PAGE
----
This approach to our subjective experience can be particularly pernicious when applied to children. The whole business of growing up involves the intense subjective experience of realizing that life is a roller coaster of emotions and learning to hang on. It is through this experience and learning to hold on that children build character and learn what personal responsibility is. Encouraging children to see all of this through the lens of mental health issues is giving them a free pass. The fact that they feel this stuff has nothing to do with them and it’s not up to them to learn to navigate it because they have a mental health “problem”. It’s up to adults to sort that out. For children, talking about mental health is inextricably linked to the simple question “am I having something wrong with my mind?” Indeed, more widely in use, the expression “mental health” seems to quickly transform into a synonym for “mental illness”.
To speak of the risk of medicalizing the ordinary human experience through the use of the expression “mental health” is not to deny that there are both adults and children who are indeed mentally ill and who could benefit. professional help. The point is, using the phrase as loosely and pervasively as we seem to do risks encouraging people who don’t have mental health “problems” to think they do.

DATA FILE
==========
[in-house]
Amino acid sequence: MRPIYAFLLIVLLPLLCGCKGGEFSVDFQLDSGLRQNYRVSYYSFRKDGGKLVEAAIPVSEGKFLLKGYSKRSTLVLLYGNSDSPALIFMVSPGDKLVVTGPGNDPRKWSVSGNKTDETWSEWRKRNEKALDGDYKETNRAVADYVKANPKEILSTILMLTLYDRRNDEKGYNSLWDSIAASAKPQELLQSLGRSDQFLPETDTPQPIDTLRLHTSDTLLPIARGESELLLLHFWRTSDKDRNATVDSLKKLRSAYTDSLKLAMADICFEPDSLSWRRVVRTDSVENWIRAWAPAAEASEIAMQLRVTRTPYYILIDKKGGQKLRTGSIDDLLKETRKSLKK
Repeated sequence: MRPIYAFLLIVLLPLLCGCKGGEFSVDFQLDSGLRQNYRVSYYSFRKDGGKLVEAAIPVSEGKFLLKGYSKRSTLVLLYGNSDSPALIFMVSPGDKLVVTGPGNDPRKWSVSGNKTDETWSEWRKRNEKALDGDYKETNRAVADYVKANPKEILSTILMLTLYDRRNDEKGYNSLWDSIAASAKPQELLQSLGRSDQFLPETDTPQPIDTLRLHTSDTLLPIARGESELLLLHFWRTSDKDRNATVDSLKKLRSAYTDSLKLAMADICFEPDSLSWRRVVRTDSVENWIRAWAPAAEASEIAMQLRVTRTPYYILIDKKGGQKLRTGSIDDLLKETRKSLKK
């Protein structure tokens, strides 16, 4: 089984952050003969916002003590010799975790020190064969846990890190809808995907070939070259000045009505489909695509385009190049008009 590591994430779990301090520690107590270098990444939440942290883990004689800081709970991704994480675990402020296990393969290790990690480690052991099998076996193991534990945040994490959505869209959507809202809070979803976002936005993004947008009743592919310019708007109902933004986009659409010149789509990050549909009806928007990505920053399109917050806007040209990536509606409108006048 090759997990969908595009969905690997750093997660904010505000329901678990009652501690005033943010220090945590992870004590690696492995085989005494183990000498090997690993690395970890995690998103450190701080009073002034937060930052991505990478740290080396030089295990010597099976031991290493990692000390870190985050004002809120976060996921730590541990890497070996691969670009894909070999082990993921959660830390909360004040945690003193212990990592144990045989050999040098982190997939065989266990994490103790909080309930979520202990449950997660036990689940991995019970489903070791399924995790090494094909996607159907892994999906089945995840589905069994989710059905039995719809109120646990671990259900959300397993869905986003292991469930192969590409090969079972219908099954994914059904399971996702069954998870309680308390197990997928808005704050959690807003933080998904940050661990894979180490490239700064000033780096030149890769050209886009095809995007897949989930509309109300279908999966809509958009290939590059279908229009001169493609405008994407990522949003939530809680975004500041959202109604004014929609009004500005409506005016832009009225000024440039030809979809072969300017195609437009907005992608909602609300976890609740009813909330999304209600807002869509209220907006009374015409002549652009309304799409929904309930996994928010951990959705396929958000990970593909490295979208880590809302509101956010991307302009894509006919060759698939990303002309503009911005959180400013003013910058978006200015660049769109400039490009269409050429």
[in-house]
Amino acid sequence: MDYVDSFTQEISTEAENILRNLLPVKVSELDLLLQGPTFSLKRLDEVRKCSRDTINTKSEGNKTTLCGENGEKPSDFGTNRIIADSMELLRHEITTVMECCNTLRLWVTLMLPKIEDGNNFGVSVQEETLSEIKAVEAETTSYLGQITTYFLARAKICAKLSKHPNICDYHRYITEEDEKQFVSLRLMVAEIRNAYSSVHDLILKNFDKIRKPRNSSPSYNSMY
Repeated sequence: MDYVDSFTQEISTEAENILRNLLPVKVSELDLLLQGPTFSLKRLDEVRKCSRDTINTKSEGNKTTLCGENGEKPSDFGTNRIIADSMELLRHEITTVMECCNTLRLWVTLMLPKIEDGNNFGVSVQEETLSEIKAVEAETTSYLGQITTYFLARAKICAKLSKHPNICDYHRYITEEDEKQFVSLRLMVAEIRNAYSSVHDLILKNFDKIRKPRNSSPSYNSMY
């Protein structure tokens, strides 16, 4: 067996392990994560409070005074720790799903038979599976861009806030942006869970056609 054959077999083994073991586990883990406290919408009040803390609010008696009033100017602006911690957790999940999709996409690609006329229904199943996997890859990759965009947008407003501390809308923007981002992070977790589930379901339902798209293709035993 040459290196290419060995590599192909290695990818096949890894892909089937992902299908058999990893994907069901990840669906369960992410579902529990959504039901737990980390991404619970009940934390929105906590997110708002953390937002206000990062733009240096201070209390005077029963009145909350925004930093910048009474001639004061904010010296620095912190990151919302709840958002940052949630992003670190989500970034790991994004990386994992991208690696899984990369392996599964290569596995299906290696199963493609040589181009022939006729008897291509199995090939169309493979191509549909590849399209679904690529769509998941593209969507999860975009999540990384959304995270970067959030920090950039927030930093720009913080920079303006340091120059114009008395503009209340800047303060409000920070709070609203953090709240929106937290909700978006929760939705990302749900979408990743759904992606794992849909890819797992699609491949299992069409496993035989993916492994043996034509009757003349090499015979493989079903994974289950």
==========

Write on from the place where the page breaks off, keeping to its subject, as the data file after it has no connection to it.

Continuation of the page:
But there is another worry. It is that we can make false assumptions about what threatens mental health and also about how to treat it. Our flippant talk about “stress” is a case in point. “Stress” has become an abominable word in our public conversation. It is assumed that more stress is bad for people and less stress is good. But it is surely not that simple. The Greeks were right: “nothing in excess” is the way to live a healthy life. But the subtlety of the point is that in this sentence the word “nothing” works both ways: we should aim to avoid excesses not only by “too much” but also by “too little”. Too little stress can lead to mentally unhealthy lives (see those who inherit too much money and don’t know what to do with their life) just as too much stress can. In this, it equates exactly to physical stress – too little leaves the body weaker than it would be if it were under more physical stress.
And are we sure we know what contributes to “mental health”? The Atom Bank, one of Britain’s largest digital banks, has announced it will cut its workweek from five to four days without losing pay. It was doing so, he said, “to help improve the mental and physical well-being of employees.” Well, so much the better for them to avoid the expression “sanity”. But why assume that working less is good for mental well-being? Some people get their mental well-being from work. I am one of them). And, more broadly, there is the most enormous